Background: Epilepsy occurs in 70-90% of patients with tuberous sclerosis complex. We aimed to assess the efficacy and safety of adjunctive everolimus for treatment-refractory seizures associated with tuberous sclerosis complex in paediatric patients enrolled in the EXIST-3 trial, a double-blind, placebo-controlled, randomised, phase 3 study.
Methods: This post-hoc analysis focused on paediatric patients (age <18 years) in the EXIST-3 trial, which consisted of baseline (8 weeks), core (18 weeks), and extension phases (≥48 weeks) and was done at 99 centres in 25 countries worldwide. Briefly, patients with tuberous sclerosis complex-associated treatment-refractory seizures, who were receiving a stable dose of one to three antiepileptic drugs, were randomly assigned (1:1:1) to receive placebo, low-exposure everolimus (3-7 ng/mL), or high-exposure everolimus (9-15 ng/mL). Following the core phase, patients could enter the extension phase to receive everolimus at a targeted exposure range of 3-15 ng/mL up to 48 weeks after the last patient had completed the core phase. Efficacy endpoints were response rate (≥50% of reduction from baseline in average weekly seizure frequency) and median percentage reduction in seizure frequency during the 12-week maintenance period of the core phase, and at 12-week intervals throughout the extension phase. This study is registered with ClinicalTrials.gov, number NCT01713946.
Findings: Between July 3, 2013, and May 29, 2015, 299 paediatric patients enrolled in the trial. In the younger subgroup (<6 years; n=104), 34 received placebo, 33 low-exposure everolimus, and 37 high-exposure everolimus; in the older subgroup (≥6 years to <18 years; n=195), 62 received placebo, 63 low-exposure everolimus, and 70 high-exposure everolimus. At the end of the core phase, response rate was higher in the treatment groups than placebo in both the younger subgroup (17·6% [6·8-34·5] for placebo vs 30·3% [95% CI 15·6-48·7; p=0·2245] for low-exposure everolimus vs 59·5% [42·1-75·2; p=0·0003] for high-exposure everolimus) and the older subgroup (12·9% [5·7-23·9] vs 27·0% [16·6-39·7; p=0·0491] vs 30·0% [19·6-42·1; p=0·0179]), as were median reduction in seizure frequency (12·3% [95% CI -10·1 to 24·8] vs 29·3% [95% CI 13·4 to 46·3; p=0·0474] vs 54·7% [43·5 to 73·1; p<0·0001] in younger patients; 13·5% [-3·0 to 26·8] vs 31·0% [16·1 to 42·9; p=0·0128] vs 34·8% [26·7 to 41·3; p=0·0006] in older patients). The efficacy persisted, with sustained seizure reduction after 1 year of treatment across both paediatric subgroups (response rate 48·9% [95% CI 38·1-59·8] for the younger subgroup vs 47·2% [39·3-55·2] for the older subgroup; median percentage reduction in seizure frequency 48·4% [95% CI 34·3-73·6] vs 48·0% [38·2-57·5]). At the cutoff date for the extension phase, grade 3 or 4 adverse events were reported in 45 (45%) younger patients (commonly pneumonia [n=16]) and 74 (38%) older patients (commonly pneumonia [n=8] and stomatitis [n=6]). Two deaths (pneumonia, which was suspected to be treatment-related, and sudden unexplained death due to epilepsy) were reported.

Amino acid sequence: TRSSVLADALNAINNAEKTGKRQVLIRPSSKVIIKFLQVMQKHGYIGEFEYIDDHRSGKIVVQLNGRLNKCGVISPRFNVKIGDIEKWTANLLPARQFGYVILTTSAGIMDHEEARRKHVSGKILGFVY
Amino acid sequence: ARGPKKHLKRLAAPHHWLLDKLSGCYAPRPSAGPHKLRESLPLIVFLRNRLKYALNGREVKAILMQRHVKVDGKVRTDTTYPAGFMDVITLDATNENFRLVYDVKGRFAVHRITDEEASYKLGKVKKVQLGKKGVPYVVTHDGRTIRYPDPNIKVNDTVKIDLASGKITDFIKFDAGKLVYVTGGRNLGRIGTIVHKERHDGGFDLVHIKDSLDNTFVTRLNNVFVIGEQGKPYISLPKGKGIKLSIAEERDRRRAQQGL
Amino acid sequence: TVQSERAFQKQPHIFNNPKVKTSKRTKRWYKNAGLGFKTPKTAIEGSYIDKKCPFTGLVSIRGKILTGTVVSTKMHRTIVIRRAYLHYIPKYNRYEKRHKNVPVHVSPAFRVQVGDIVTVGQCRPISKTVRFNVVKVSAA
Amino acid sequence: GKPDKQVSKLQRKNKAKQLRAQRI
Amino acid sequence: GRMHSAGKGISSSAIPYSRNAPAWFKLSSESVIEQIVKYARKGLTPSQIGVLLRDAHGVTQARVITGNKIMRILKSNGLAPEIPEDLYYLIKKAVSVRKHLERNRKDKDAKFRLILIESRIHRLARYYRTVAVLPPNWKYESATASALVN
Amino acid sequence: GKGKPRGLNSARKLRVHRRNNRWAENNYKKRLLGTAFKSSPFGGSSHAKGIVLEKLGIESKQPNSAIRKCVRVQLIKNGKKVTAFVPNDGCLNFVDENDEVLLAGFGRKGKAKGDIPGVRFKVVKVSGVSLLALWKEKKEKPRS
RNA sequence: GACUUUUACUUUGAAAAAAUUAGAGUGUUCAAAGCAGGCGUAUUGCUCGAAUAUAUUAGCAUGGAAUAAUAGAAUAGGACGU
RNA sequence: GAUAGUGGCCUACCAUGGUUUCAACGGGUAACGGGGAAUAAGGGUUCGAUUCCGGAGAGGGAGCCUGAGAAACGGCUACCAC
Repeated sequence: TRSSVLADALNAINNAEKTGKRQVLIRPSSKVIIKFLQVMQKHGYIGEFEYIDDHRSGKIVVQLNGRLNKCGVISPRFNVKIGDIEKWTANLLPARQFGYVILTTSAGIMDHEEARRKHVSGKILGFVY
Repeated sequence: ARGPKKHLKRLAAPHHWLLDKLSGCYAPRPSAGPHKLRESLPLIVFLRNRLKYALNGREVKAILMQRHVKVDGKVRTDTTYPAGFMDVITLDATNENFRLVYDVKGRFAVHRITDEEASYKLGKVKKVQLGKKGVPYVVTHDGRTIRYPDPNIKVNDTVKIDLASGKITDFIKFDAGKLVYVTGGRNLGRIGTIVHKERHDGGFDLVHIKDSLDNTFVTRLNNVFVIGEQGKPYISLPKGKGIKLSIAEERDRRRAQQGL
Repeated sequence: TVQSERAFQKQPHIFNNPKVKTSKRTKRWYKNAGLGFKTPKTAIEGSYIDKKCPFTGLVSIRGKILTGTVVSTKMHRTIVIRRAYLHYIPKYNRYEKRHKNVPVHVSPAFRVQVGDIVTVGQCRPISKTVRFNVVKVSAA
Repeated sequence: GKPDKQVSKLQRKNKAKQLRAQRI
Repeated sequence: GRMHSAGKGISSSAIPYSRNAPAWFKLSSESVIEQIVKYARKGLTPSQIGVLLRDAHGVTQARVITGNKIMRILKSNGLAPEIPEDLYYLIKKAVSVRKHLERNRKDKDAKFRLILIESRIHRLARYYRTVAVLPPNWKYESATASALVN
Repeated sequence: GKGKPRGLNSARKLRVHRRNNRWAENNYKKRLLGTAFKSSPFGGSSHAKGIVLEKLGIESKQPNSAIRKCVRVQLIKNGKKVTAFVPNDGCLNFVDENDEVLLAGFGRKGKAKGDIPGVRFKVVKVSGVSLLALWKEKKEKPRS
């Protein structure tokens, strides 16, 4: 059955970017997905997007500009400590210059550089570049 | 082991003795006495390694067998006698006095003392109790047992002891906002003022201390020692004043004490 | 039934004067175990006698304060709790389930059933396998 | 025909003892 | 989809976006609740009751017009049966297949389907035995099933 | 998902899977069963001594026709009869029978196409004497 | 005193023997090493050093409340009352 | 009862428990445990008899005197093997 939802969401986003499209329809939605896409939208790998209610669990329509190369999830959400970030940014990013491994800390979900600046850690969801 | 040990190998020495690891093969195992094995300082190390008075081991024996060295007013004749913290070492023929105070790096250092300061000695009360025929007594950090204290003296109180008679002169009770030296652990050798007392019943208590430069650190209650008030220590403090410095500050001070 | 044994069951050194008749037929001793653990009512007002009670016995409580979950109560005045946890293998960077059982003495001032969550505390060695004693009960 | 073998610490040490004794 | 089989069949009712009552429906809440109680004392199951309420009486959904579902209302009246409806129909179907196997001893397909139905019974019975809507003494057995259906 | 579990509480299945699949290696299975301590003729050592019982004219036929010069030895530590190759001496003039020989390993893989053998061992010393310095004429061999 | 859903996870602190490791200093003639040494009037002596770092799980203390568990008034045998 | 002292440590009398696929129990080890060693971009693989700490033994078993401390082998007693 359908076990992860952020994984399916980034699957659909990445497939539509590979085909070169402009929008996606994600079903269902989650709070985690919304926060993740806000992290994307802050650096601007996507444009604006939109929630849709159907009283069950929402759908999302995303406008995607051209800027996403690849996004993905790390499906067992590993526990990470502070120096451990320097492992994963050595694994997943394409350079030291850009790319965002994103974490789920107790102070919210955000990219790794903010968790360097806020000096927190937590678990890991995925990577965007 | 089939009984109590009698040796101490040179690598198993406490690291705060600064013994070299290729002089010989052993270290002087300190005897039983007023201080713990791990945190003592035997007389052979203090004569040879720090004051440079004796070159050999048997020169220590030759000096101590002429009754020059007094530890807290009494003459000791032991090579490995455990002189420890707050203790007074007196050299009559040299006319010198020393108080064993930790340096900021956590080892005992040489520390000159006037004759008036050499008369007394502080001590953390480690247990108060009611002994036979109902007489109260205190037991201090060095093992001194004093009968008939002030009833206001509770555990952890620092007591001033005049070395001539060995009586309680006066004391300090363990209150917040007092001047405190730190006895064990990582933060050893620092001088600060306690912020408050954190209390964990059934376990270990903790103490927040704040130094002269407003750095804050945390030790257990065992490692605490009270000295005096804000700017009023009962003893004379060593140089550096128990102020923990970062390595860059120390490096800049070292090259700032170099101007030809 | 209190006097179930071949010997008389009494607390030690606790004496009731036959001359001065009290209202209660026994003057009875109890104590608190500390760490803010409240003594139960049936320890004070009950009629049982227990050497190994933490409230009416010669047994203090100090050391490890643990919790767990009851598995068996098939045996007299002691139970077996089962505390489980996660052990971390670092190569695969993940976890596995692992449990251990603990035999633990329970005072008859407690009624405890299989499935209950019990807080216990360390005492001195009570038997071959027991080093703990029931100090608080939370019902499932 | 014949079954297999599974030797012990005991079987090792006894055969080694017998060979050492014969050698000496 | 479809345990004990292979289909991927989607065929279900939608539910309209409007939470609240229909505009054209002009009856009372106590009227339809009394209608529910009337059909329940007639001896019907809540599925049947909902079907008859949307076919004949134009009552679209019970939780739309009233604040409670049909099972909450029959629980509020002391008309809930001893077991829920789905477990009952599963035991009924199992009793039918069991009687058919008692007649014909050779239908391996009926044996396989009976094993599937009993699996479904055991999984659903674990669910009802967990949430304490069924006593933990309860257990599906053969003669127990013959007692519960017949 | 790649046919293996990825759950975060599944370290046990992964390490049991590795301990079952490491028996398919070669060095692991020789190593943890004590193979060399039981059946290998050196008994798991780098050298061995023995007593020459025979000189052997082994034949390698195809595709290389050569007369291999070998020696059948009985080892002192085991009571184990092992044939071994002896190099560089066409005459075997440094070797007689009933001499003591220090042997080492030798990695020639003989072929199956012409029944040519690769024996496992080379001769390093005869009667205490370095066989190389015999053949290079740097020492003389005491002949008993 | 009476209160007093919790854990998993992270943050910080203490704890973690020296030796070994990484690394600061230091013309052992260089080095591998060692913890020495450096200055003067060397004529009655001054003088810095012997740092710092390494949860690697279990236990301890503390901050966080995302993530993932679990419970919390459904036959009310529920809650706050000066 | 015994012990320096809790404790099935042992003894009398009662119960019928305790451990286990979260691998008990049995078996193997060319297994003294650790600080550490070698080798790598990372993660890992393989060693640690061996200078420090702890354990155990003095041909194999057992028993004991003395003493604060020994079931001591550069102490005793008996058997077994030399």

Interpretation: Adjunctive everolimus resulted in sustained reductions in seizure frequency after 1 year and was well tolerated in paediatric patients with treatment-refractory seizures associated with tuberous sclerosis complex.
Funding: Novartis Pharmaceuticals Corporation.
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